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When we teach our courses one of the most common questions is about intensity of needling. Specifically, how much mechanical irritation is needed to relieve a trigger point. This is, of course, a loaded question. There is a great deal of research that is done to try to answer this. Research will also examine whether or not a twitch response is necessary for pain relief. However, in practice the amount of twitch response varies quite a bit not only from patient to patient, but often from location of the body.

The upper trapezius is an very common area to illicit a large twitch response multiple times. Depending on the severity of the patient’s pain level and their comfort Upper Trap Needlingwith trigger point needling, the amount of stimulation can greatly differ. If the patient is coming in after an MVA for example, less may very well be more. If the patient is a high-level athlete they may do better with a higher level of stimulation. This can only be assessed after building a relationship with the patient.

So how much stimulation should I use?

If it is the first time a patient is receiving trigger point acupuncture, I highly recommend starting with low to moderate levels of stimulation. It is very easy to increase the treatment intensity the second visit, but it is impossible to take back treatment intensity after the fact. Proper communication the patient can really help determine the treatment intensity. This does differ from the TCM tonification/sedation methods. We always have patients report back on how they felt afterwards and there are two questions that are key:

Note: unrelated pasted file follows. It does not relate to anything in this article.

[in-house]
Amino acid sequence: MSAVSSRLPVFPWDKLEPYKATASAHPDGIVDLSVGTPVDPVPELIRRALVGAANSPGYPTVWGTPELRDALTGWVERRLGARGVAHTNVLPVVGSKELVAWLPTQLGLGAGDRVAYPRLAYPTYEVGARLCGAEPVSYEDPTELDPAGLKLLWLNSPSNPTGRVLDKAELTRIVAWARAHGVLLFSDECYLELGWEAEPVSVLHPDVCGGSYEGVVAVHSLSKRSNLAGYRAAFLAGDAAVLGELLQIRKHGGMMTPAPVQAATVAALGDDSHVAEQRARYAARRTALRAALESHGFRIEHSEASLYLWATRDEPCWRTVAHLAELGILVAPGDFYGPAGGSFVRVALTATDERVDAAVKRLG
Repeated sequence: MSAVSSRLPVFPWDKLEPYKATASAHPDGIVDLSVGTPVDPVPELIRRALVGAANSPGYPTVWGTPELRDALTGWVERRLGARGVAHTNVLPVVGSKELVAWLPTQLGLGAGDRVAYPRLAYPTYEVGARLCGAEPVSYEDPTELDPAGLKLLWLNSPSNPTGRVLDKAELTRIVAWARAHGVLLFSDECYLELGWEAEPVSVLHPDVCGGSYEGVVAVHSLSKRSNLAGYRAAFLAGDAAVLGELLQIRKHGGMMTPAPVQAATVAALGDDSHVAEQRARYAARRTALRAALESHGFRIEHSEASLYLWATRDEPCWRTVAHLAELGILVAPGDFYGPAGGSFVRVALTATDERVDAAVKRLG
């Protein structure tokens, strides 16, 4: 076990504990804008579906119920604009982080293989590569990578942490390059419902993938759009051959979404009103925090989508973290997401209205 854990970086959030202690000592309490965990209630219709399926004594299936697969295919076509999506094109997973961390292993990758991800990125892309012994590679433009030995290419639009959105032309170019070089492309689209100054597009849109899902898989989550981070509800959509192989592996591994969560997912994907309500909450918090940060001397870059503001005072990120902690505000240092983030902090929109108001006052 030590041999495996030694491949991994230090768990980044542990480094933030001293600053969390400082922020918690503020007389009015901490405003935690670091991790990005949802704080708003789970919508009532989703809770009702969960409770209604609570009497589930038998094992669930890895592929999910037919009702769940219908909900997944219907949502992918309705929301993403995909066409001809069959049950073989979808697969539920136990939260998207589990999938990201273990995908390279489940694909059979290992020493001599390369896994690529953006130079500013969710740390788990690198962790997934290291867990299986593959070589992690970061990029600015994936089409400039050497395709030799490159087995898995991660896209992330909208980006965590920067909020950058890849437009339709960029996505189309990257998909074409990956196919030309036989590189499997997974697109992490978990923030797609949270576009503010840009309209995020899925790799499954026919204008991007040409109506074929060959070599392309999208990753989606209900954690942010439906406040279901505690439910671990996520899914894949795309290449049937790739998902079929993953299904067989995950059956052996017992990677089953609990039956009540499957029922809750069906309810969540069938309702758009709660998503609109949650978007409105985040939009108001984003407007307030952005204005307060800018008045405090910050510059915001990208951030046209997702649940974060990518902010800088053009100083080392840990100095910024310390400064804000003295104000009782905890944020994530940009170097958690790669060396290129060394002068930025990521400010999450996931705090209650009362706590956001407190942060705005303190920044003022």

1.How long were you sore?

2.How long did you have a decrease in pain?

How long were you sore?

                Soreness is common after trigger point needling. Soreness is not pain! The soreness associated with trigger point needling should be likened to that of post work out. If a patient notes an increase in pain or lasting pain, then decreasing mechanical stimulation or utilizing more superficial fascial needling may be indicated. Manual therapy can also greatly help patients that have an increase in pain from needling.

How long did you have a decrease in pain?

                This question serves two purposes, and one of those is to see if an increase in stimulation is indicated. If the patient noted little to no soreness and only a brief or no relief, increasing stimulation can be indicated. This question can also can indicate treatment frequency for the patient. It is very common to have trigger point needling patients come in for shorter intervals at the beginning such as twice a week for two to four weeks depending on condition or whether or not they are seeking care with other providers.

One of the other major concepts to get across to patients is that less can be more. While we are going for a twitch response we don’t want the patient to be in pain. More often than not, a twitch response isn’t particularly painful, it is just a new sensation. If the patient is associating pain with a particular trigger point being needled it shouldn’t necessarily be a grin and bare it situation. That is why communication is key. In my opinion, communication during the needling process of trigger points is more interactive than that of needling acupuncture points with therapeutic properties. If we can communicate goals of needling with the patient, then needling intensity can be better attained creating more positive treatment outcomes.

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